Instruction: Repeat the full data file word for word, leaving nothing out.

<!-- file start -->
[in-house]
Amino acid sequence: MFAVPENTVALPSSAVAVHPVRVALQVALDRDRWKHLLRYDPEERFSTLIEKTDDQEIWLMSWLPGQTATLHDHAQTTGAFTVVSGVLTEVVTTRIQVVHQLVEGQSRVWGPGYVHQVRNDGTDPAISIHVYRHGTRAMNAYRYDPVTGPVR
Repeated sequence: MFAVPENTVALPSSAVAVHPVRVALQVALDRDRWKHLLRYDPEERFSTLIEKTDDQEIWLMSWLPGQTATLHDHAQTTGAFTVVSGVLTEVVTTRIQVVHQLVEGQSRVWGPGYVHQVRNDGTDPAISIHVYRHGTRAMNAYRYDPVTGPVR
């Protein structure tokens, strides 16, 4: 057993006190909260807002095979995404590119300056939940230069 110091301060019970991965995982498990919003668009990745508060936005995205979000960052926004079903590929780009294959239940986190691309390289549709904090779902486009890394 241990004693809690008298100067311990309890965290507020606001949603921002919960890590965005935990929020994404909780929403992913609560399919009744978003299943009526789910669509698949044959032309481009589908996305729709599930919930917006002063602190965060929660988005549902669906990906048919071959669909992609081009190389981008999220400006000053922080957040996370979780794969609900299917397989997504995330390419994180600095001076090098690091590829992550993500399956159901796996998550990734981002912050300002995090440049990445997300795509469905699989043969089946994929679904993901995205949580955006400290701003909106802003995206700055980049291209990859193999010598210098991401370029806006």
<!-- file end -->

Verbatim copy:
[in-house]
Amino acid sequence: MFAVPENTVALPSSAVAVHPVRVALQVALDRDRWKHLLRYDPEERFSTLIEKTDDQEIWLMSWLPGQTATLHDHAQTTGAFTVVSGVLTEVVTTRIQVVHQLVEGQSRVWGPGYVHQVRNDGTDPAISIHVYRHGTRAMNAYRYDPVTGPVR
Repeated sequence: MFAVPENTVALPSSAVAVHPVRVALQVALDRDRWKHLLRYDPEERFSTLIEKTDDQEIWLMSWLPGQTATLHDHAQTTGAFTVVSGVLTEVVTTRIQVVHQLVEGQSRVWGPGYVHQVRNDGTDPAISIHVYRHGTRAMNAYRYDPVTGPVR
């Protein structure tokens, strides 16, 4: 057993006190909260807002095979995404590119300056939940230069 110091301060019970991965995982498990919003668009990745508060936005995205979000960052926004079903590929780009294959239940986190691309390289549709904090779902486009890394 241990004693809690008298100067311990309890965290507020606001949603921002919960890590965005935990929020994404909780929403992913609560399919009744978003299943009526789910669509698949044959032309481009589908996305729709599930919930917006002063602190965060929660988005549902669906990906048919071959669909992609081009190389981008999220400006000053922080957040996370979780794969609900299917397989997504995330390419994180600095001076090098690091590829992550993500399956159901796996998550990734981002912050300002995090440049990445997300795509469905699989043969089946994929679904993901995205949580955006400290701003909106802003995206700055980049291209990859193999010598210098991401370029806006």